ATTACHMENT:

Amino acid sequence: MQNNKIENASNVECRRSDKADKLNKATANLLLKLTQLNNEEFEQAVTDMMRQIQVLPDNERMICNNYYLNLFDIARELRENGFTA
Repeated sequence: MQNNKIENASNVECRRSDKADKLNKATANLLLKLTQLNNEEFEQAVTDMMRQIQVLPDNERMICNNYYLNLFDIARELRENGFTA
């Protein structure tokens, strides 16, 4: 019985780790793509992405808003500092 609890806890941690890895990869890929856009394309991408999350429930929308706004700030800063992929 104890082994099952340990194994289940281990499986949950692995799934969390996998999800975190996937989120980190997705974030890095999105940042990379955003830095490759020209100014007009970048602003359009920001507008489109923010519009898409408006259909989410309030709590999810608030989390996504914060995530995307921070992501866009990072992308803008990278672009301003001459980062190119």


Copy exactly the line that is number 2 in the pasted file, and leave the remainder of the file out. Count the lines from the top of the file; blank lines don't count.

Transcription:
Repeated sequence: MQNNKIENASNVECRRSDKADKLNKATANLLLKLTQLNNEEFEQAVTDMMRQIQVLPDNERMICNNYYLNLFDIARELRENGFTA